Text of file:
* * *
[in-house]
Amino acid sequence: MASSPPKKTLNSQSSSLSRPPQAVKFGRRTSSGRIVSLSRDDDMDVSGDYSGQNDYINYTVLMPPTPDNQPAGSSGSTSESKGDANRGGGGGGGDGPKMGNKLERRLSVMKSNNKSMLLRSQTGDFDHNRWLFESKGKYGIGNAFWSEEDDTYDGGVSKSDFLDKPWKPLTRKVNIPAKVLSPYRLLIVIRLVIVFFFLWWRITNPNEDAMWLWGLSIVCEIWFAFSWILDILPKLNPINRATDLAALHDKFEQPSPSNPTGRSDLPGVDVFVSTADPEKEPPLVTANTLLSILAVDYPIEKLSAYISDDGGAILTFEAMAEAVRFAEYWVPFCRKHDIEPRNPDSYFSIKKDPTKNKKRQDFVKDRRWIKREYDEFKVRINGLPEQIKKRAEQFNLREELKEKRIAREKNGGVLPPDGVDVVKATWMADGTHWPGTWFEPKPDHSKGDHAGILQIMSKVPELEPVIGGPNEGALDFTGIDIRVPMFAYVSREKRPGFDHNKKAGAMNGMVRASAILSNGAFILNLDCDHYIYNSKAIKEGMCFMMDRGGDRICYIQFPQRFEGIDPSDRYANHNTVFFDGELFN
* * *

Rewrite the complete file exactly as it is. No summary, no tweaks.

[in-house]
Amino acid sequence: MASSPPKKTLNSQSSSLSRPPQAVKFGRRTSSGRIVSLSRDDDMDVSGDYSGQNDYINYTVLMPPTPDNQPAGSSGSTSESKGDANRGGGGGGGDGPKMGNKLERRLSVMKSNNKSMLLRSQTGDFDHNRWLFESKGKYGIGNAFWSEEDDTYDGGVSKSDFLDKPWKPLTRKVNIPAKVLSPYRLLIVIRLVIVFFFLWWRITNPNEDAMWLWGLSIVCEIWFAFSWILDILPKLNPINRATDLAALHDKFEQPSPSNPTGRSDLPGVDVFVSTADPEKEPPLVTANTLLSILAVDYPIEKLSAYISDDGGAILTFEAMAEAVRFAEYWVPFCRKHDIEPRNPDSYFSIKKDPTKNKKRQDFVKDRRWIKREYDEFKVRINGLPEQIKKRAEQFNLREELKEKRIAREKNGGVLPPDGVDVVKATWMADGTHWPGTWFEPKPDHSKGDHAGILQIMSKVPELEPVIGGPNEGALDFTGIDIRVPMFAYVSREKRPGFDHNKKAGAMNGMVRASAILSNGAFILNLDCDHYIYNSKAIKEGMCFMMDRGGDRICYIQFPQRFEGIDPSDRYANHNTVFFDGELFN